But by some most bizarre coincidence, two days later, via fellow blogger Tom, Andrew from Sumo Lounge offered to send me a monster-sized Sumo Omni beanbag. It was delivered to the office, leaving most of my work colleagues puzzled when I shoved this big blue bag into the back of my tiny car. (we usually carpool with a friend, but that day, he walked home…)

So this is what it’s like these days in the Pepperrell lounge. A husband, two cats, and a big momma of a mmmm… cozy beanbag.

Gary Vaynerchuk: Tech World 2008 = Hip Hop 1985

Gary Vaynerchuk, for those who don’t yet know him, is the guy behind, in front and all around Wine Library TV. He’s a raving looney, a totally loveable geek but most of all, a rough diamond of community relations amongst the world of overly polished marketing bullshit. He says things as they are and has marked me enough during SXSWi this year that I’ve got a couple of things he’s said up on my board of inspirational quotes in the office. (Thank you Gary, genuinely!)

He also agreed with me that making your own wine is a bad idea, mmmkay dad?

PS – I want my own WLTV sweatband bracelet thinger!

Star Wars story told by a 3 year old

Because I know you all miss my posts while I have no Internet access at home due to the house move, I’ll provide you with comic relief in the form of some of YouTube’s cream of the crop.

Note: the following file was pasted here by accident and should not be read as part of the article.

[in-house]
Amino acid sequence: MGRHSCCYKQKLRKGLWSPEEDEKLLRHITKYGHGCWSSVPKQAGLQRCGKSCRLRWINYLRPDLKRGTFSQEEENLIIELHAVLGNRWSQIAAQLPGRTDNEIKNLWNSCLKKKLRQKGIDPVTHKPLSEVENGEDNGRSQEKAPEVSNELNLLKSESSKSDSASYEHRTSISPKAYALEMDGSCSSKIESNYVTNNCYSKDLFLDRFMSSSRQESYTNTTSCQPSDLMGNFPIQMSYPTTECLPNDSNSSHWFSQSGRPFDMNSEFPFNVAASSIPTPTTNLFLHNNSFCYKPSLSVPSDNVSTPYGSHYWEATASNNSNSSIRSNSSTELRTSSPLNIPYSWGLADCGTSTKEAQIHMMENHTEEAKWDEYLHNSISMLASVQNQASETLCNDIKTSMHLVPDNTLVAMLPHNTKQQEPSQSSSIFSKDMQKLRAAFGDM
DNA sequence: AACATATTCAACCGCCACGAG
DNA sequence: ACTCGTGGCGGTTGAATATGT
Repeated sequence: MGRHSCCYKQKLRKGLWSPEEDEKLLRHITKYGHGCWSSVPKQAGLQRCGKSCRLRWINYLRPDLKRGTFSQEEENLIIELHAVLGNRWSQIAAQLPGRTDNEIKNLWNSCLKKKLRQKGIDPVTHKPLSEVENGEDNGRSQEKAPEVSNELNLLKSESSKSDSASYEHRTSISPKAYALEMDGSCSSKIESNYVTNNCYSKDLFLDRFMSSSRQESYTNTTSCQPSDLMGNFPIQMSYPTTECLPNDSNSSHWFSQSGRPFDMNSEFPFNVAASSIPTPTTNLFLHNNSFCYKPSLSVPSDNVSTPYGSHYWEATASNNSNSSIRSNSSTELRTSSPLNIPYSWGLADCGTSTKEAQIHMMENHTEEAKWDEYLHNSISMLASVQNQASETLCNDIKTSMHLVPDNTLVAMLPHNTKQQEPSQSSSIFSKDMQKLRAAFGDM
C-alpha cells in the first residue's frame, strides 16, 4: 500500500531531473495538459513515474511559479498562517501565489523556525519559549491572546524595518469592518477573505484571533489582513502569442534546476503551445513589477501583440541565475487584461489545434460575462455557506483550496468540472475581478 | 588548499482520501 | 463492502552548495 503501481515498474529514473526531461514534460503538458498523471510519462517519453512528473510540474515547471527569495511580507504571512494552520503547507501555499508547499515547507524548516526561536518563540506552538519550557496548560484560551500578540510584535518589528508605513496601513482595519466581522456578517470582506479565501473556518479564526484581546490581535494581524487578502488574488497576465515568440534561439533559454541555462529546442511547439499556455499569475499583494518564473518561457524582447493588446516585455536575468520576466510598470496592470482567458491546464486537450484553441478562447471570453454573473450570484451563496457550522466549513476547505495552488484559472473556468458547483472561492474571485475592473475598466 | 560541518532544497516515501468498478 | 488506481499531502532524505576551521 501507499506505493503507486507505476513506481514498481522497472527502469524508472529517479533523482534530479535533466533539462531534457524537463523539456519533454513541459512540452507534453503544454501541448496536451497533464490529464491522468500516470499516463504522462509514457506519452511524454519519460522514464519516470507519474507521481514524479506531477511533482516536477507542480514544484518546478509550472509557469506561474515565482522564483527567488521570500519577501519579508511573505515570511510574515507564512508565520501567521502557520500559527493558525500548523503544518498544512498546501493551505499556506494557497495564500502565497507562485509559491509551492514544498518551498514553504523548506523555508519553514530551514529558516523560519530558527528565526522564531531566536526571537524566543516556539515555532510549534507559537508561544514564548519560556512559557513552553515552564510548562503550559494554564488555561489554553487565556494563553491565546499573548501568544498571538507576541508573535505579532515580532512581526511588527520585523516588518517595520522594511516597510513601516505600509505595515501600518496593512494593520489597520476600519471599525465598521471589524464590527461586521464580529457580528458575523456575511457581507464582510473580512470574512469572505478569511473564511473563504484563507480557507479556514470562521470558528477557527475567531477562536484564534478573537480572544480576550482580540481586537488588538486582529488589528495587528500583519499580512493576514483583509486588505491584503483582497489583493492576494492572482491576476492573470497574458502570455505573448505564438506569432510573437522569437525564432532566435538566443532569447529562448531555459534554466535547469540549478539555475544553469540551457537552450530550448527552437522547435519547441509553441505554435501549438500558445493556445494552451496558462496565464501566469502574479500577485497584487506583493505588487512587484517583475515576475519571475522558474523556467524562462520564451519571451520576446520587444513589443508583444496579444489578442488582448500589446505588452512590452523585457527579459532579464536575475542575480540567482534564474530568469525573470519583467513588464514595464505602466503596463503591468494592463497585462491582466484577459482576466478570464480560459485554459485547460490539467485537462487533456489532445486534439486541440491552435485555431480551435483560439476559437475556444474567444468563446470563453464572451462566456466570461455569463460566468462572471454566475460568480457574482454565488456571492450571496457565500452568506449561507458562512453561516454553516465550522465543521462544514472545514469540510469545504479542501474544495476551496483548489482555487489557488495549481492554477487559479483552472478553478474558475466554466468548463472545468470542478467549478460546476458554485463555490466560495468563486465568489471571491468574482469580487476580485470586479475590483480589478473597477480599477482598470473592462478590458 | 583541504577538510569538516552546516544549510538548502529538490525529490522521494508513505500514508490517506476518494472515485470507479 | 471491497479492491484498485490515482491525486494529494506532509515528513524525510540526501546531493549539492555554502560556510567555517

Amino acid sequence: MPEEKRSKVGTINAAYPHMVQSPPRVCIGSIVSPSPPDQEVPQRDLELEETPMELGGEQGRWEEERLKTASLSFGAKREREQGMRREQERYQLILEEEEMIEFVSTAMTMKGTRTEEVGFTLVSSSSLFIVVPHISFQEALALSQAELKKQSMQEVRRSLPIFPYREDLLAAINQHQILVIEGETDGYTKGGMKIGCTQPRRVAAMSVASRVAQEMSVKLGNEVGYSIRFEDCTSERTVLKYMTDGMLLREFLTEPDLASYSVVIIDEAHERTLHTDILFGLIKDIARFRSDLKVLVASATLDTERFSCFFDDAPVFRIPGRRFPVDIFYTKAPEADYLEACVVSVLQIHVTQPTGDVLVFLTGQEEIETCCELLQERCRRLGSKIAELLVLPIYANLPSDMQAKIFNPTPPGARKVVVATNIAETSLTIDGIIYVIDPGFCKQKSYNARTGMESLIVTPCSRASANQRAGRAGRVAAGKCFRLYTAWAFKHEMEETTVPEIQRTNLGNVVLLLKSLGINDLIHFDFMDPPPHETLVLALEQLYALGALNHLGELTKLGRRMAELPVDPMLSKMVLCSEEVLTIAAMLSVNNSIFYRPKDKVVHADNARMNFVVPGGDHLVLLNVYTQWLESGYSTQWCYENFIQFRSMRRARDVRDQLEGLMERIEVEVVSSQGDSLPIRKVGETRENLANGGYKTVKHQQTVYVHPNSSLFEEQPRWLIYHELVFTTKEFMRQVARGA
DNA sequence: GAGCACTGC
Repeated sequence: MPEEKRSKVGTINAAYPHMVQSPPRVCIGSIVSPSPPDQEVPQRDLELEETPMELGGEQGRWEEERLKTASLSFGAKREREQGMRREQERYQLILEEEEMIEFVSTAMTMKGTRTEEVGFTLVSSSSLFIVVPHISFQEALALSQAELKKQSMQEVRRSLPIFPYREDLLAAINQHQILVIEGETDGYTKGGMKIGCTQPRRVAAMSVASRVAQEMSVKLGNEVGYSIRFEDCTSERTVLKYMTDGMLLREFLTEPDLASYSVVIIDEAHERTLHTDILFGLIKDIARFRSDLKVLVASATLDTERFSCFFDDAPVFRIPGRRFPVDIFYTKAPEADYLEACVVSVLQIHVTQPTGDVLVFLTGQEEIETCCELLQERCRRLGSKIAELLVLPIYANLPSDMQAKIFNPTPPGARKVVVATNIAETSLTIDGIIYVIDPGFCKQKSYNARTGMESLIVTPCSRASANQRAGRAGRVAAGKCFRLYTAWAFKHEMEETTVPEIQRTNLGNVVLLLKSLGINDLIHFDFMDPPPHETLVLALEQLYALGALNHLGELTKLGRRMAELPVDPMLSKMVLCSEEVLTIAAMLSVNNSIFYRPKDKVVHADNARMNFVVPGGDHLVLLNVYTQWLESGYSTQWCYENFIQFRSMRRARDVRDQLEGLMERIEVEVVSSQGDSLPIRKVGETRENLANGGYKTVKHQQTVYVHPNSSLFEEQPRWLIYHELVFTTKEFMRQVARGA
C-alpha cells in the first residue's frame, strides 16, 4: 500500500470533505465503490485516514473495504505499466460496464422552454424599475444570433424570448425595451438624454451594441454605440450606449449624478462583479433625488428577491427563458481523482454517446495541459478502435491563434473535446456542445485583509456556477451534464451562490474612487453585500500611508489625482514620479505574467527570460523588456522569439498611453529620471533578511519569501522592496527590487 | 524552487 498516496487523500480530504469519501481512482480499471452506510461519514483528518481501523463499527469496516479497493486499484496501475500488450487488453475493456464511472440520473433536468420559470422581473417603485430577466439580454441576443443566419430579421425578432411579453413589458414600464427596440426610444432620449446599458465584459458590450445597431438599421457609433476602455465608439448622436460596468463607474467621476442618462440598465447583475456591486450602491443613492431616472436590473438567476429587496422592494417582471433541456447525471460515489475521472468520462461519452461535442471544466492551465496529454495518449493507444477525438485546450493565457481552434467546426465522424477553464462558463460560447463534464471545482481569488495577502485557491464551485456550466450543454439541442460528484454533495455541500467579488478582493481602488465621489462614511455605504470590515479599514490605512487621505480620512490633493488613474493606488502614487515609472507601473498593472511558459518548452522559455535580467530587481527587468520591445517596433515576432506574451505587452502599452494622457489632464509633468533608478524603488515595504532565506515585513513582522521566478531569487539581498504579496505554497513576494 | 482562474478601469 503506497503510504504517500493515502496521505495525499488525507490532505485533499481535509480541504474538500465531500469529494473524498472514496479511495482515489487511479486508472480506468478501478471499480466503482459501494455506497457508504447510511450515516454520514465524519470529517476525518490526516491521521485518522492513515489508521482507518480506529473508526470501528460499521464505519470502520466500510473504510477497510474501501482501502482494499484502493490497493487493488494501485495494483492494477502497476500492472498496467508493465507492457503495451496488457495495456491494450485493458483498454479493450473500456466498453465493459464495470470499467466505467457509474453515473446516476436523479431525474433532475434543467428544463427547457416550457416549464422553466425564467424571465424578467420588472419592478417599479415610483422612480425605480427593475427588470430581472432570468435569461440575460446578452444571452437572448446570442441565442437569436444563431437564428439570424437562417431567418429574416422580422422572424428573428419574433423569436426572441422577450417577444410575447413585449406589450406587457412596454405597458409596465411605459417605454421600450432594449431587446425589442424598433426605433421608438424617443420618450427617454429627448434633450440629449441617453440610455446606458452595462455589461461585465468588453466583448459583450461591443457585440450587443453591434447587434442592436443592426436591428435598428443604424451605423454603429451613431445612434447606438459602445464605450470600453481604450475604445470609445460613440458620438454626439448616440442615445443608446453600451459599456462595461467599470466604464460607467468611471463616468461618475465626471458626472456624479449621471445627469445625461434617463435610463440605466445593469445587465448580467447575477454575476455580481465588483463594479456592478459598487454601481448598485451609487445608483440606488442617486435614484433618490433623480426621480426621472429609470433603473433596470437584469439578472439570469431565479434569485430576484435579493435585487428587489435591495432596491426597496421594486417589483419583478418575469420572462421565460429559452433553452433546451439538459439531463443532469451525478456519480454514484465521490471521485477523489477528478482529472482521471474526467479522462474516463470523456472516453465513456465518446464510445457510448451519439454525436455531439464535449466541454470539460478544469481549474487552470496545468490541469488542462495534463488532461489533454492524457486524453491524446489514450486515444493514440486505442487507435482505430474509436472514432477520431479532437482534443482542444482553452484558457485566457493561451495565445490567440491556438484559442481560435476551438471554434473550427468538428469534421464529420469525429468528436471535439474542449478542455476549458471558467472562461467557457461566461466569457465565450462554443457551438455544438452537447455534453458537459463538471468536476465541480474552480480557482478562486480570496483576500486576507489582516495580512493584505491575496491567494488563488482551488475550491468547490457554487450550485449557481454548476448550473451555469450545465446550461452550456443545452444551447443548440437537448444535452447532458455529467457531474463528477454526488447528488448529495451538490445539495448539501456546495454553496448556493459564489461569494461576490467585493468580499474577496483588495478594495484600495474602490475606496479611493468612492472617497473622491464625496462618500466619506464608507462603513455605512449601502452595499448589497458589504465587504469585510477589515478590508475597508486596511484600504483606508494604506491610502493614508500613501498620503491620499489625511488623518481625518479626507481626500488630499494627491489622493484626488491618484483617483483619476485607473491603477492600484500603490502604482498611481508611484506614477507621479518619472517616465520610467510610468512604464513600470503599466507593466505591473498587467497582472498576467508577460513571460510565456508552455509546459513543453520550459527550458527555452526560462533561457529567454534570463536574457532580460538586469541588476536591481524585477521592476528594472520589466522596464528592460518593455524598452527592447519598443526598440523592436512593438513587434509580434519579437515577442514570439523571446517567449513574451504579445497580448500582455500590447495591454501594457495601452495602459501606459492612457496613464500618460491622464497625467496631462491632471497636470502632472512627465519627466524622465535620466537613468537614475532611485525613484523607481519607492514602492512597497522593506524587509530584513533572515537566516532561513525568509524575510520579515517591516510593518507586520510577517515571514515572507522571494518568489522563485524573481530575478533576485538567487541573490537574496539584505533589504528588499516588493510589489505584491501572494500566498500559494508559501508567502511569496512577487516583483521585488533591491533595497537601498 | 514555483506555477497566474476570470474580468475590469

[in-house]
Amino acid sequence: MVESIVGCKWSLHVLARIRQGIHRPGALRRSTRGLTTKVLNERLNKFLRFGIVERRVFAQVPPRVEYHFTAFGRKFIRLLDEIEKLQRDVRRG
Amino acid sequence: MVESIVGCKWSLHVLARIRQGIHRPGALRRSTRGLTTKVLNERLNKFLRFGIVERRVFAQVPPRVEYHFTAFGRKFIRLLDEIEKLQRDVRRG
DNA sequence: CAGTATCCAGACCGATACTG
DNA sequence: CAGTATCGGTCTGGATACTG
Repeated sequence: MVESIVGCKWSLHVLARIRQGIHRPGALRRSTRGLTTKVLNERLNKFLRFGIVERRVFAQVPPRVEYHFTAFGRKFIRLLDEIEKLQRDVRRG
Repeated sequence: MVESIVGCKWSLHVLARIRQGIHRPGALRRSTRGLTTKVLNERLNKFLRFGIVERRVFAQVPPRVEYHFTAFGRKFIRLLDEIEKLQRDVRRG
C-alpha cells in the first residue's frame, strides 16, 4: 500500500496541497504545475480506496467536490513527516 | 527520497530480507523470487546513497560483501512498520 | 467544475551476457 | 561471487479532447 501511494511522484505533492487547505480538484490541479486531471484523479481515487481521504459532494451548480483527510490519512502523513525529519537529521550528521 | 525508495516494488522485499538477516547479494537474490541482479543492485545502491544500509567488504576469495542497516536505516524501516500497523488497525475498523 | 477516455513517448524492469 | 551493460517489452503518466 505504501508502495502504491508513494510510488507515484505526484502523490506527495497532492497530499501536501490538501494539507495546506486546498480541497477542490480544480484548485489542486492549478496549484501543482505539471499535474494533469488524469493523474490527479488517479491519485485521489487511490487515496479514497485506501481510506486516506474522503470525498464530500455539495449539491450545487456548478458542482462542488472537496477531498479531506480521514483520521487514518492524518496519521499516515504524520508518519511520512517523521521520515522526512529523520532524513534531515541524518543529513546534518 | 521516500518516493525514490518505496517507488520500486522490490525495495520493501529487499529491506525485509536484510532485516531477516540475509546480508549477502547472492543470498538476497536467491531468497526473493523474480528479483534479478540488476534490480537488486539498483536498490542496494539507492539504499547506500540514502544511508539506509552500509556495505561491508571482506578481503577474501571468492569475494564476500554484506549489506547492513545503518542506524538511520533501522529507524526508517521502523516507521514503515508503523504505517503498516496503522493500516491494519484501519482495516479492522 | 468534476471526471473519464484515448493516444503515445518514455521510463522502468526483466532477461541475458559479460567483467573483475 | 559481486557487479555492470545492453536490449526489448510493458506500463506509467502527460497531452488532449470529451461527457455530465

Everyone loves Star Wars. Everyone loves kids. Everyone loves YouTube. (sort of.)

Let it snow!

Just a short video of the snow today. Lovely big snowflakes falling softly while we’re comfortably sitting indoors.

The Secret Strategies Behind Many 'Viral' Videos or why Dan Ackerman Greenberg is an idiot

[Disclaimer: I realise the last thing I should be doing is giving this guy more visibility and mentions on the web, but his original article, as well as his follow-up REALLY rubbed me up the wrong way and I need to vent it out.]

When I took on my first marketing role, some years ago now, I quickly realised that the term marketing, like sales came with a lot of negative baggage. Since then, I’ve met enough marketers who fit the awful cliché to see why the name has been sullied for good.

I’ve made it my personal goal to never, ever fit in with the stereotype of the marketer who is willing to lie, cheat and sell his firstborn child for the sake of hitting some haphazard target numbers set by a boss in an executive leather chair in a clinical office boardroom. I want marketing to be about a great product and an honest passion for the community to whom it brings a solution to a problem. I only want to work for company directors who have visions I can agree with, and marketing managers who have their heart and their ethics in the right place. Call me idealistic or naïve, but that’s how this girl rolls.

This morning, I came across a TechCrunch guest post by a guy called Dan who claims his viral video marketing agency can take average videos and shoot them into the viral fame sphere. He candidly starts with this introduction:

“Have you ever watched a video with 100,000 views on YouTube and thought to yourself: “How the hell did that video get so many views?” Chances are pretty good that this didn’t happen naturally, but rather that some company worked hard to make it happen – some company like mine.”